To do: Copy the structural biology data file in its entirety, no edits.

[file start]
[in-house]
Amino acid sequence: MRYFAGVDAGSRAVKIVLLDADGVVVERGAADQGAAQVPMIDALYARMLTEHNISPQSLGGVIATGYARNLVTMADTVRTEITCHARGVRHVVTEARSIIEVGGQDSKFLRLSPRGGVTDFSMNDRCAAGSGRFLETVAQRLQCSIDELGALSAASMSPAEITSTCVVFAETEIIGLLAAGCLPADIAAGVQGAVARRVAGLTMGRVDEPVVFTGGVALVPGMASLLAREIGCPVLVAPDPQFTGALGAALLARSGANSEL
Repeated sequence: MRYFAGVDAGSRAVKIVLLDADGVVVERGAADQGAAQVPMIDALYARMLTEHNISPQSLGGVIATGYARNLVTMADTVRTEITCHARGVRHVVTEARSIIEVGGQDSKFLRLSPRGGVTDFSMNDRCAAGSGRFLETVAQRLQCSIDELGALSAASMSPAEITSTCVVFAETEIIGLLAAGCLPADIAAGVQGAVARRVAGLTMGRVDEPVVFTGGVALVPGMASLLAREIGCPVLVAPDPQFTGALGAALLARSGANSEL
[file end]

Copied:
[in-house]
Amino acid sequence: MRYFAGVDAGSRAVKIVLLDADGVVVERGAADQGAAQVPMIDALYARMLTEHNISPQSLGGVIATGYARNLVTMADTVRTEITCHARGVRHVVTEARSIIEVGGQDSKFLRLSPRGGVTDFSMNDRCAAGSGRFLETVAQRLQCSIDELGALSAASMSPAEITSTCVVFAETEIIGLLAAGCLPADIAAGVQGAVARRVAGLTMGRVDEPVVFTGGVALVPGMASLLAREIGCPVLVAPDPQFTGALGAALLARSGANSEL
Repeated sequence: MRYFAGVDAGSRAVKIVLLDADGVVVERGAADQGAAQVPMIDALYARMLTEHNISPQSLGGVIATGYARNLVTMADTVRTEITCHARGVRHVVTEARSIIEVGGQDSKFLRLSPRGGVTDFSMNDRCAAGSGRFLETVAQRLQCSIDELGALSAASMSPAEITSTCVVFAETEIIGLLAAGCLPADIAAGVQGAVARRVAGLTMGRVDEPVVFTGGVALVPGMASLLAREIGCPVLVAPDPQFTGALGAALLARSGANSEL